Point Austin: Act Against the War

Doggett: "We have to do everything we can"

Point Austin
Nobody knows what the Bush regime is up to in Iraq, least of all itself.

The latest, most visible escalation – the "surge" of 21,500 troops, supposedly to pacify Baghdad and Anbar province – smacks both of feeble military desperation and a reflexive determination to defy homefront interference of any kind, even from bipartisan moderates (e.g., the GOP Congress-instigated Iraq Study Group). At the same time, rhetorical chest-beating about Iranian "outsiders" (the Bushites always have hypocrisy to spare) and increasing military moves against Iran suggest they may well bumble their way, step by arrogant step, into an even wider war. Certainly they are capable of much worse than they've already done. But the ubiquitous conspiracy theories about the administration's ultimate intentions all have a fatal flaw: These vainglorious idiots simply don't know what they're doing.

Last week Austin Rep. Lloyd Doggett took the House floor and spoke frankly about the current situation. "President Bush has been wrong at every step along the descent into chaos in Iraq, and he is wrong once again," Doggett said. "The terrible price for his repeated miscalculations is paid for by the blood of the brave, by hundreds of billions of dollars squandered, and by greater insecurity for our families. He has no new plan; just an old delusion."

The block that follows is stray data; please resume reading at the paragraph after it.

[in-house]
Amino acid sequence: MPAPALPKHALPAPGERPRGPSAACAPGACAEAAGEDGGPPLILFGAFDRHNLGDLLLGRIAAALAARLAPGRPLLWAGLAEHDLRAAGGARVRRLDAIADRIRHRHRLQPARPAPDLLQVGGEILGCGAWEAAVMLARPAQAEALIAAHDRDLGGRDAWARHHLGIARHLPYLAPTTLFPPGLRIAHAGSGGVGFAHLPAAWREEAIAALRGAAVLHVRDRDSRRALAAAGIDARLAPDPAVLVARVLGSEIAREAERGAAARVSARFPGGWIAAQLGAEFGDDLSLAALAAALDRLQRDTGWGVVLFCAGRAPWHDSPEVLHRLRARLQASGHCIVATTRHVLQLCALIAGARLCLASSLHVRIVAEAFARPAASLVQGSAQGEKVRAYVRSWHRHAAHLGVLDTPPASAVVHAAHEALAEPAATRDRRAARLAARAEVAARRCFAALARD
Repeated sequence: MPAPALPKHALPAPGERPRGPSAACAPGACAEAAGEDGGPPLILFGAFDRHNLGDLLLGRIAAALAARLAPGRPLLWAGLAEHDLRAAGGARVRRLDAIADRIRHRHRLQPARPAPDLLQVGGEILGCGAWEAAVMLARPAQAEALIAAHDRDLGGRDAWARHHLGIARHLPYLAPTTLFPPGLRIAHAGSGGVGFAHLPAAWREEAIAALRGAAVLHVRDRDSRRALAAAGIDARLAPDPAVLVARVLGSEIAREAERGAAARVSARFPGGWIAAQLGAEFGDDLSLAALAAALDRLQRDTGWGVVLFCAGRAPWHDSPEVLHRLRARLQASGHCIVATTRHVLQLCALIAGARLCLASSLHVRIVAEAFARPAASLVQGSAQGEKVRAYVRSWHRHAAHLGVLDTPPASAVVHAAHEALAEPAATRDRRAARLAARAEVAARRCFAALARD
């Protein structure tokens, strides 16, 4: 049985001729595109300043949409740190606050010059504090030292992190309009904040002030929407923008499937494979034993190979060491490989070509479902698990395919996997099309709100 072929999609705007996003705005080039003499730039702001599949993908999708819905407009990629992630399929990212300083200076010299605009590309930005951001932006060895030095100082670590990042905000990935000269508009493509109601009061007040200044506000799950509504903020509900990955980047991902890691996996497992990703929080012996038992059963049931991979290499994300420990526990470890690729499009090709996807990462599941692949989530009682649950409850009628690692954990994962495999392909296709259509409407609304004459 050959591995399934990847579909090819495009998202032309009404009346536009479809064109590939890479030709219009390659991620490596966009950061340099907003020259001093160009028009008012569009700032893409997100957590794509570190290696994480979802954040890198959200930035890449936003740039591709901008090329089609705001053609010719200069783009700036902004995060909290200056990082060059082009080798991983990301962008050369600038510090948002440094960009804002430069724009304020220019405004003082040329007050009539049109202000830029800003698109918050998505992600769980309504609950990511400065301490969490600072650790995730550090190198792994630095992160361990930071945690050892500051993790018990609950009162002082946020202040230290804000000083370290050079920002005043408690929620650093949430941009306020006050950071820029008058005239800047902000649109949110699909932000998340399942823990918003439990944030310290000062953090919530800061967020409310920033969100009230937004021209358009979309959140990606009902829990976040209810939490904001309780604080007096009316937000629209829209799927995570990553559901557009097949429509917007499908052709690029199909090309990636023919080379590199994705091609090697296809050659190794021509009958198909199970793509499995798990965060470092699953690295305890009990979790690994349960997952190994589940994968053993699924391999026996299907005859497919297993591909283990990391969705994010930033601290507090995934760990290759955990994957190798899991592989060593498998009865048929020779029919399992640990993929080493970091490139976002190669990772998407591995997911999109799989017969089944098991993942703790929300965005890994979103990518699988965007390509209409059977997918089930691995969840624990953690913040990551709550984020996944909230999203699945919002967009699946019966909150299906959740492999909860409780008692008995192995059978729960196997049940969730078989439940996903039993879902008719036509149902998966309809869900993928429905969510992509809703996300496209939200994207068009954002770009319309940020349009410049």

Doggett is one of the few Members (Democrat or Republican) who can claim a clear conscience on the war, having unambiguously opposed it long before it officially began, and in October of 2002 vainly leading the effort to halt Congressional authorization for the invasion. A few days after his floor speech, we talked over the phone about what it might take finally to end what he had described as the Bush administration's "spend and bleed" policy. Most importantly, Doggett insisted, "There's no one way to address this problem. We have to do everything we can to bring this conflict to a halt, all means that we have at our disposal."